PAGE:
dbug: Microsoft.AspNetCore.Server.Kestrel[26]
      Connection id "0HLQB6EMBPUIA", Request id "0HLQB6EMBPUIA:00000001": done reading request body.
trce: Grpc.AspNetCore.Server.ServerCallHandler[3]
      Deserializing 0 byte message to 'Google.Protobuf.WellKnownTypes.Empty'.
trce: Grpc.AspNetCore.Server.ServerCallHandler[4]
      Received message.
dbug: Grpc.AspNetCore.Server.ServerCallHandler[6]
      Sending message.
trce: Grpc.AspNetCore.Server.ServerCallHandler[9]
      Serialized 'WeatherForecast.WeatherReply' to 2851 byte message.
trce: Microsoft.AspNetCore.Server.Kestrel[37]
      Connection id "0HLQB6EMBPUIA" sending HEADERS frame for stream ID 1 with length 104 and flags END_HEADERS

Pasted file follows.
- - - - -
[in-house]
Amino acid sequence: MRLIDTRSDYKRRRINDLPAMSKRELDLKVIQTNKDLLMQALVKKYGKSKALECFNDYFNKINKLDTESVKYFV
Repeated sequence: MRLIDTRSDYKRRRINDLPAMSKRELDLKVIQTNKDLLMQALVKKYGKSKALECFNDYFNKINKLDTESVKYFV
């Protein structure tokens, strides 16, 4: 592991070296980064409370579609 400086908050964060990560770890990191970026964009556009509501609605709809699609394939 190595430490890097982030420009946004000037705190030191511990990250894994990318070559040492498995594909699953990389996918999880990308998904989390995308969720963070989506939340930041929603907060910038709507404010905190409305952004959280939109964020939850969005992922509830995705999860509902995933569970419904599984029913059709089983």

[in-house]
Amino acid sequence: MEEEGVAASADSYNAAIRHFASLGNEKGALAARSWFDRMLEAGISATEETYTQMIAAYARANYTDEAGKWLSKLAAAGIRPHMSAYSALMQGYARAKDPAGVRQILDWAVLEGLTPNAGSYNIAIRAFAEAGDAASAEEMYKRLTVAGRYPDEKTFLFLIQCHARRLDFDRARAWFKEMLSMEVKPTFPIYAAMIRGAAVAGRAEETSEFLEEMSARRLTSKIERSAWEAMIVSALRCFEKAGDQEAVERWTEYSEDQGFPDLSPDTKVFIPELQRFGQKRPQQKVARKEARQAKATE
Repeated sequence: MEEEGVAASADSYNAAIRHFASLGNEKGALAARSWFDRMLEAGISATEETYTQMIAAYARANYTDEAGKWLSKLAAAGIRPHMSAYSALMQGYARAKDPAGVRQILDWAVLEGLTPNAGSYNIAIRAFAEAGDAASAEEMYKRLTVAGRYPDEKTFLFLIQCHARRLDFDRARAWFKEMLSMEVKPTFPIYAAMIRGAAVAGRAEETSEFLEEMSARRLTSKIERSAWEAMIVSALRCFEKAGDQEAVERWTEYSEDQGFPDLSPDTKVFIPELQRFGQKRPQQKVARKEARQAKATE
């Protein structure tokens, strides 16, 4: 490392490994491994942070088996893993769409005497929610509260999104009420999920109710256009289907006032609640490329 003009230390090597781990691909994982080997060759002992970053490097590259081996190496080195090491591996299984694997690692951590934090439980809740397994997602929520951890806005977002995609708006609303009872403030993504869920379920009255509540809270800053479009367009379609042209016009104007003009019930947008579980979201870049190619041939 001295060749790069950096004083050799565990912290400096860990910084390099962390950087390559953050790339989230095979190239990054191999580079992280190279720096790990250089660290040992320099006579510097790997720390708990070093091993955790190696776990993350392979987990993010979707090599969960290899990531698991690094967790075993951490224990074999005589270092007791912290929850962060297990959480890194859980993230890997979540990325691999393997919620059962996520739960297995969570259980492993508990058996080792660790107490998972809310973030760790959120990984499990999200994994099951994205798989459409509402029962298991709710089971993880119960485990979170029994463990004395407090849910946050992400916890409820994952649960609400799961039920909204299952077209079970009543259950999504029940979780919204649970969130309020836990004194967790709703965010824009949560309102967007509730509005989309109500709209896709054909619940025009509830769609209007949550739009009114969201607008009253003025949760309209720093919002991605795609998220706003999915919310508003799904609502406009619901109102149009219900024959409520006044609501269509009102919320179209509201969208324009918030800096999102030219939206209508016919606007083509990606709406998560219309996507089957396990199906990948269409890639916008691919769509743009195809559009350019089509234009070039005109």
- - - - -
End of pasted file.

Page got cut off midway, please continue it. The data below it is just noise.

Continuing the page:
trce: Grpc.AspNetCore.Server.ServerCallHandler[10]
      Compressing message with 'gzip' encoding.
trce: Grpc.AspNetCore.Server.ServerCallHandler[7]
      Message sent.
info: Microsoft.AspNetCore.Routing.EndpointMiddleware[1]
      Executed endpoint 'gRPC - /WeatherForecast.WeatherForecasts/GetWeather'
trce: Microsoft.AspNetCore.Server.Kestrel[37]
      Connection id "0HLQB6EMBPUIA" sending DATA frame for stream ID 1 with length 978 and flags NONE
trce: Microsoft.AspNetCore.Server.Kestrel[37]
      Connection id "0HLQB6EMBPUIA" sending HEADERS frame for stream ID 1 with length 15 and flags END_STREAM, END_HEADERS
info: Microsoft.AspNetCore.Hosting.Diagnostics[2]
      Request finished in 2158.9035ms 200 application/grpc

On line 16 of this log, we can see that the WeatherReply, essentially an array of 100 WeatherData items in this sample, has been serialised to protocol buffers and has a size of 2851 bytes.